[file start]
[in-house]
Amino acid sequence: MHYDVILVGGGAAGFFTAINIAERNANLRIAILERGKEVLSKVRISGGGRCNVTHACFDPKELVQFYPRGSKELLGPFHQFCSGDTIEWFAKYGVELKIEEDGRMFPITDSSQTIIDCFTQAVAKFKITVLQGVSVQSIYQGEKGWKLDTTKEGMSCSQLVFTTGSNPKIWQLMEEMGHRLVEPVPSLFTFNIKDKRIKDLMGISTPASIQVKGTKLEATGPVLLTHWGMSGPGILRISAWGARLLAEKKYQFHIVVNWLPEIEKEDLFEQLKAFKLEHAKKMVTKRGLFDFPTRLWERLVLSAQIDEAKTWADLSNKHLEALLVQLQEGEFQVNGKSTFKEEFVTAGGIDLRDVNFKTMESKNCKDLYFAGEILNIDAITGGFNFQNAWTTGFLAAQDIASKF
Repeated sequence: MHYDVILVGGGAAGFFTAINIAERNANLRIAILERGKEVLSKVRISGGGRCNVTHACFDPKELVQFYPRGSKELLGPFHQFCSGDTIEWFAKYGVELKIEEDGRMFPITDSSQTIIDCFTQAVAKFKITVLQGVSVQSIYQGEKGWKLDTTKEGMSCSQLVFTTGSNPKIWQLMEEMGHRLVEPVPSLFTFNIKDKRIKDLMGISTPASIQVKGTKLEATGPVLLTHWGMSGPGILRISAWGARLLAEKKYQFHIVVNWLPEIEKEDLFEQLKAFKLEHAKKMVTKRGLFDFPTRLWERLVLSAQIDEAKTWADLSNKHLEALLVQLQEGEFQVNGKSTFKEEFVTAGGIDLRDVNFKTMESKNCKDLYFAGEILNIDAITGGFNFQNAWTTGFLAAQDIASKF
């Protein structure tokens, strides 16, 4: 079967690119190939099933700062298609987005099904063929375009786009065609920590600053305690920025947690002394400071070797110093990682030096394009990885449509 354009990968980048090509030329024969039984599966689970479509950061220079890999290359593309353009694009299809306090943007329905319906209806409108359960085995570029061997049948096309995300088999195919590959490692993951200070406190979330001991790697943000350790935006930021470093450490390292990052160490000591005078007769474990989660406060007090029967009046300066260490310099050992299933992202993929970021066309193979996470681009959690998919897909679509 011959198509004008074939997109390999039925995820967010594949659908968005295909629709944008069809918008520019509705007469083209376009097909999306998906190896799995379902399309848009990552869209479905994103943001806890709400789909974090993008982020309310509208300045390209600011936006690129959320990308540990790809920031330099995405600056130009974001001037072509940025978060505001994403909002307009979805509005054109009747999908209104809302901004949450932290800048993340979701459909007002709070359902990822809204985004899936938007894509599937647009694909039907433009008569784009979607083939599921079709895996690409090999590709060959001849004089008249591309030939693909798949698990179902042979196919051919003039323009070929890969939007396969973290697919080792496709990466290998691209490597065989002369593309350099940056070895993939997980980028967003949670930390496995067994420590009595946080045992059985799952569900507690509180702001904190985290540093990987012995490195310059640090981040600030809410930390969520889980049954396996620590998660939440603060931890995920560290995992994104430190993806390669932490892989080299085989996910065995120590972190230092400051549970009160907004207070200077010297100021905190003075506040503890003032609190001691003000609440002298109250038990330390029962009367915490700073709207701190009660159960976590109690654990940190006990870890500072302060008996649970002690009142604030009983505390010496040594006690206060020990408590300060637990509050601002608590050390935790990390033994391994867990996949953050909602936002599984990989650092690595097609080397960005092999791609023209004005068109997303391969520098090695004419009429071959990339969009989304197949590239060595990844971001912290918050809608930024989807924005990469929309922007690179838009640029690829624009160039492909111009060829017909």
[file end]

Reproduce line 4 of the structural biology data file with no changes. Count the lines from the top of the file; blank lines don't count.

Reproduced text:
């Protein structure tokens, strides 16, 4: 079967690119190939099933700062298609987005099904063929375009786009065609920590600053305690920025947690002394400071070797110093990682030096394009990885449509 354009990968980048090509030329024969039984599966689970479509950061220079890999290359593309353009694009299809306090943007329905319906209806409108359960085995570029061997049948096309995300088999195919590959490692993951200070406190979330001991790697943000350790935006930021470093450490390292990052160490000591005078007769474990989660406060007090029967009046300066260490310099050992299933992202993929970021066309193979996470681009959690998919897909679509 011959198509004008074939997109390999039925995820967010594949659908968005295909629709944008069809918008520019509705007469083209376009097909999306998906190896799995379902399309848009990552869209479905994103943001806890709400789909974090993008982020309310509208300045390209600011936006690129959320990308540990790809920031330099995405600056130009974001001037072509940025978060505001994403909002307009979805509005054109009747999908209104809302901004949450932290800048993340979701459909007002709070359902990822809204985004899936938007894509599937647009694909039907433009008569784009979607083939599921079709895996690409090999590709060959001849004089008249591309030939693909798949698990179902042979196919051919003039323009070929890969939007396969973290697919080792496709990466290998691209490597065989002369593309350099940056070895993939997980980028967003949670930390496995067994420590009595946080045992059985799952569900507690509180702001904190985290540093990987012995490195310059640090981040600030809410930390969520889980049954396996620590998660939440603060931890995920560290995992994104430190993806390669932490892989080299085989996910065995120590972190230092400051549970009160907004207070200077010297100021905190003075506040503890003032609190001691003000609440002298109250038990330390029962009367915490700073709207701190009660159960976590109690654990940190006990870890500072302060008996649970002690009142604030009983505390010496040594006690206060020990408590300060637990509050601002608590050390935790990390033994391994867990996949953050909602936002599984990989650092690595097609080397960005092999791609023209004005068109997303391969520098090695004419009429071959990339969009989304197949590239060595990844971001912290918050809608930024989807924005990469929309922007690179838009640029690829624009160039492909111009060829017909």